People like LaRoche, who are prominent and considered to be well-read advocates of conspiracy theories, may not be the appropriate authorities when it comes to the evaluation of whether such theories are warranted. To conspiracy theorists of their ilk, however, the fact these people support particular conspiracy theories is taken to be an important factor as to why you and I should come to believe in such a theory. To use a quote from the “Los Angeles Times” as an illustrative example:
“But when someone with the gravitas of a Charlie Sheen issues a statement, anyone is forced to listen.”
Now, if Charlie Sheen were speaking on matters theatrical, then maybe his gravitas might be a reason to listen to him, but given that Charlie Sheen’s gravitas is being used as a reason for demanding the President of the United States of America, Barack Obama, have a meeting to discuss the conspiracy theory that claims 9/11 was an inside job and not an act of terrorism by Al-Qaeda, you might be forgiven for wondering why an actor, unqualified in such matters, would be considered to be an appropriate authority on 9/11. Yet, for some proponents of conspiracy theories, someone like Sheen is such an authority.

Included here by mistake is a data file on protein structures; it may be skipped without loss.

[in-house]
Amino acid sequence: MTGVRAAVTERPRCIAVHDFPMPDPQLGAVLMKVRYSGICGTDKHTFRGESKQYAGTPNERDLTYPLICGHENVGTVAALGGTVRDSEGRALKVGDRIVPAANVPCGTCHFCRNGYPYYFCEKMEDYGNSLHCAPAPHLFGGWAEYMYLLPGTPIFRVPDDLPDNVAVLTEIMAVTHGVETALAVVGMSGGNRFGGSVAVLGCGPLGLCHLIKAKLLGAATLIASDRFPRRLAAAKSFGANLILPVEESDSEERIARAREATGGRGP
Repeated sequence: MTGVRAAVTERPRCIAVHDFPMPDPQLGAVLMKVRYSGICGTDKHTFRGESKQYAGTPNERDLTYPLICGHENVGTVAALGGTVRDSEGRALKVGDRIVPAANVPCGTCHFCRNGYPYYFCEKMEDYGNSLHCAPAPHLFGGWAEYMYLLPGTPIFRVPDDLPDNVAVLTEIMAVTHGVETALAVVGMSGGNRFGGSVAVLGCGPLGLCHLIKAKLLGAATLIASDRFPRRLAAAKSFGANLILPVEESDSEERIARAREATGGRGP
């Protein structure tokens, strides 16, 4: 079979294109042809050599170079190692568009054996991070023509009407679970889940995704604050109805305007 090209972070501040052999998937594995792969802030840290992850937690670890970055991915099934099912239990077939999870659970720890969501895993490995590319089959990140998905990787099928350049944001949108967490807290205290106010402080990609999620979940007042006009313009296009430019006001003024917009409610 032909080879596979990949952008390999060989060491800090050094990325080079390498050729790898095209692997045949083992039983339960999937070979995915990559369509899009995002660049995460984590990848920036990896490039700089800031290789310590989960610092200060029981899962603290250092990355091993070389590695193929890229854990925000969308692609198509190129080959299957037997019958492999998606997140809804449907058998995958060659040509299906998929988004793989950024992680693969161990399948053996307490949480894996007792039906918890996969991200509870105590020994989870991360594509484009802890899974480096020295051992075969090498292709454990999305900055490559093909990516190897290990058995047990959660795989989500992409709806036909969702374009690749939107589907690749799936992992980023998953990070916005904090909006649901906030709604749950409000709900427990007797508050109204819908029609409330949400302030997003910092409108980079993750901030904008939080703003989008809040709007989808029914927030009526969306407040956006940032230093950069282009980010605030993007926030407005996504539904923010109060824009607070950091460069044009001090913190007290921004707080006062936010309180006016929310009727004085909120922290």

[It’s possible Charlie will make it into chapter four, but in chapter one he’s just a dead weight. Like his acting, really.]